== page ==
After months of staying at home cooped up with family or by themselves, people are likely itching to talk to a professional therapist. But visiting a doctor whose schedule demands seeing multiple patients a day isn’t a practical way to re-emerge into our new socially distant world. Virtual therapy could be the solution.
I’ve been doing virtual therapy for almost four years now. When I left for college in France — alongside searching for apartments, packing clothes and getting my visa — I also realized I would need to shift my method of therapy. I had the option of searching for a new therapist locally or continuing to communicate with my current therapist virtually. I had already established a good relationship with my therapist over nearly six years, so I wasn’t ready to flush that down the toilet, but I still had concerns. Could I be as forthcoming with my problems over the phone? Would the lack of body language be detrimental? Would it defeat the whole point of our sessions?
My therapist and I decided to aim for calls twice a month at minimum. Before the first call, I realized that, unlike in-person therapy, I had to carve out my own space in my apartment that was comfortable for a 45-minute session. I tried my best to mimic the real deal, so I chose to lay on my couch and put my phone on speaker so it felt more like a conversation and less like a call.
Truthfully, it was a bit awkward at first. There weren’t some of the normal social cues, like facial expressions to read when someone is done talking, but we found our groove after the first 15 minutes. I found it effective mostly because we had already established a relationship with each other. Four years later, virtual therapy has been an invaluable tool for me and, in light of COVID-19, it was easy for us to continue our regular sessions.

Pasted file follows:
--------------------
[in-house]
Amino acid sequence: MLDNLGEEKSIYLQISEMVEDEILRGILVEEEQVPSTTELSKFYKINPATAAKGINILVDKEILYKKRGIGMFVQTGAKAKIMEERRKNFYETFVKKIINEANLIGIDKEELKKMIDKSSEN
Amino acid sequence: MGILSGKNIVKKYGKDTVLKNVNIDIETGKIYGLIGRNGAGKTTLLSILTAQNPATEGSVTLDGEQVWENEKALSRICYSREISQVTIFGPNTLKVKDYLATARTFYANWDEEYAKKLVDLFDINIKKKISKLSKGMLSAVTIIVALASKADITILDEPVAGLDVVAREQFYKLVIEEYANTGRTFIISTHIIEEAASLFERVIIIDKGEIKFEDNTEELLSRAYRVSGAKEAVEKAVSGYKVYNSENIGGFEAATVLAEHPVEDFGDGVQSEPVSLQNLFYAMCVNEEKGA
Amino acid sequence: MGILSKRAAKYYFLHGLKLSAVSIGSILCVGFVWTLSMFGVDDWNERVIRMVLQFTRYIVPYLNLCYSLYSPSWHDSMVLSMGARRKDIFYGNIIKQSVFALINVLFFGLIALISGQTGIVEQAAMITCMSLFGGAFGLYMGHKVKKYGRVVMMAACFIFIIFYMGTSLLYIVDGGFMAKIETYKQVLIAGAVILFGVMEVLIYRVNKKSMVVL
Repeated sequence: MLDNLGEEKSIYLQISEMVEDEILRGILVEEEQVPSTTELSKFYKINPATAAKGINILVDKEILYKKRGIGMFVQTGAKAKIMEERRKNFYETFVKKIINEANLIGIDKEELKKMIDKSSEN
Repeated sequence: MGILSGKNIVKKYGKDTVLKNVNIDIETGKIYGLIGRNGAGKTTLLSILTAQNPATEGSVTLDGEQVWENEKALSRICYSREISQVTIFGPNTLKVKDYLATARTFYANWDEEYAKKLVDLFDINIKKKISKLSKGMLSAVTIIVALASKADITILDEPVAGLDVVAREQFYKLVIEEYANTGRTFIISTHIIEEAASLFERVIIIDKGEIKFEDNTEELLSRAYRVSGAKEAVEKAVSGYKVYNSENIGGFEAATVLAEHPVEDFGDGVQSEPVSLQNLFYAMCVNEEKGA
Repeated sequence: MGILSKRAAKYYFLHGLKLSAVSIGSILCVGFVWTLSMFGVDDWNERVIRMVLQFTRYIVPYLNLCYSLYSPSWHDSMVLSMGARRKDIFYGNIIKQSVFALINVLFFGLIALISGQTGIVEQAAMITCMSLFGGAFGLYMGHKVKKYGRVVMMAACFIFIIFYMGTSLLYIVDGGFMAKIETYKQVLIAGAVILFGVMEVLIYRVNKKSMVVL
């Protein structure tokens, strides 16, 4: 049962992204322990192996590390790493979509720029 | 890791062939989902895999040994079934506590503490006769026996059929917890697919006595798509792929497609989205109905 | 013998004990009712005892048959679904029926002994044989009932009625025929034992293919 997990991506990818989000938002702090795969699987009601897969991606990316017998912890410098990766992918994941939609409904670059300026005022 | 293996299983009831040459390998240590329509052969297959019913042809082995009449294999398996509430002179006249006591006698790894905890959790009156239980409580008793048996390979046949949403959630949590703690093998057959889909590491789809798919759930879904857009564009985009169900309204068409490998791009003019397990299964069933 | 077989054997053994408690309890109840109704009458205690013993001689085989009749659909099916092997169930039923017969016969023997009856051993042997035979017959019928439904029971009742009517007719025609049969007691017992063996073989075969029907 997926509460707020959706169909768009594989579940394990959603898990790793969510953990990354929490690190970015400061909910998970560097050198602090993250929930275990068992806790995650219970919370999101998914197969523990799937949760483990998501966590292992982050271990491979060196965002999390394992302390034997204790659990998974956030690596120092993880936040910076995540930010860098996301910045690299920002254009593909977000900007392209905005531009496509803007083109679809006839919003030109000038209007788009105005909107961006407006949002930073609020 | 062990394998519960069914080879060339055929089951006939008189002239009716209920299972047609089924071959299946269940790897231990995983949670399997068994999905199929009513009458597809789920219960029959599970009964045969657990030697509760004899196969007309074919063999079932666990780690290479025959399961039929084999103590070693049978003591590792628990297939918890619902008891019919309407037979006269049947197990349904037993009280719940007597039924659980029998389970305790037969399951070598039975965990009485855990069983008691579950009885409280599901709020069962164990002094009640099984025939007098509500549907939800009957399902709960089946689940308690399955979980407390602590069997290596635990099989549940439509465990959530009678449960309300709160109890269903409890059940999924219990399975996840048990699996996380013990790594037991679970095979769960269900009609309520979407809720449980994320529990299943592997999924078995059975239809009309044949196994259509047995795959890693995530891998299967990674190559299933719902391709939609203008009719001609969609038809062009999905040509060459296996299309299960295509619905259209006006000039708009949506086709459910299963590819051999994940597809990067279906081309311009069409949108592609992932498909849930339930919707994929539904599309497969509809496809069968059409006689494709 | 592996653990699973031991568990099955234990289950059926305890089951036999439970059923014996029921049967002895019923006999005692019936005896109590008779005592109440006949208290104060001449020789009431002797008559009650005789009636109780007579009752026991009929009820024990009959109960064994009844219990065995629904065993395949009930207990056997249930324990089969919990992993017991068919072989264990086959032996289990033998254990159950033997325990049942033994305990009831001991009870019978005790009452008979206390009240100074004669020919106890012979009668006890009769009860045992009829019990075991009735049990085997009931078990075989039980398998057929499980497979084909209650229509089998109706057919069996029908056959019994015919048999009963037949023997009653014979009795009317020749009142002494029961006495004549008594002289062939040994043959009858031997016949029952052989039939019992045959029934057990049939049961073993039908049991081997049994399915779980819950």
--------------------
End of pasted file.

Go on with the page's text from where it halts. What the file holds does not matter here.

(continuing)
Virtual therapy has become increasingly popular, with new websites like Talkspace and Betterhelp allowing patients to access professional help wherever they are. There are some appealing benefits: more flexibility when scheduling, no commute time and call, video or online chat options. For people who have anxiety in new spaces or feel more expressive over text, this may be a more appealing option even without a pandemic. But while it’s a seemingly convenient alternative, virtual therapy may not be for everyone.
There are some problems that can arise with online platforms, one of the most serious being patients’ anonymity. In high-risk scenarios, therapists can’t help clients who may be a danger to themselves or others if the patient requests to remain anonymous. Some clients may become easily distracted while using their personal phone or computer, and may get sucked into the notifications popping up during their session.
Despite these potential drawbacks, virtual therapy can be just as effective as in-person sessions. A 2014 study where teens were counseled over the phone for Obsessive Compulsive Disorder found that the subjects who met with their therapists over the phone saw just as much success as their peers who had sessions face-to-face. More recent research in South Carolina found that veterans with post-traumatic stress disorder responded equally as well to treatment over video chat.
This all goes to say, therapy is subjective. There is no universal answer or one type of therapy for everyone. However, in light of the more cautious world we’re living in, virtual therapy may be a viable temporary option. If you already have a therapist that you trust, contacting them about their flexibility for calls, video chats or online chats may be a preferable option for now.
If you don’t have a therapist yet, it’s not impossible to find a new one online. Searching for the proper form of professional help can seem daunting, but just remember to stay true to yourself. Do some research on the doctor and platform you prefer and make sure your personal information is safe. Virtual therapy may not be for everyone, but if you’re looking for extra support, especially during this difficult time, it’s worth giving a shot.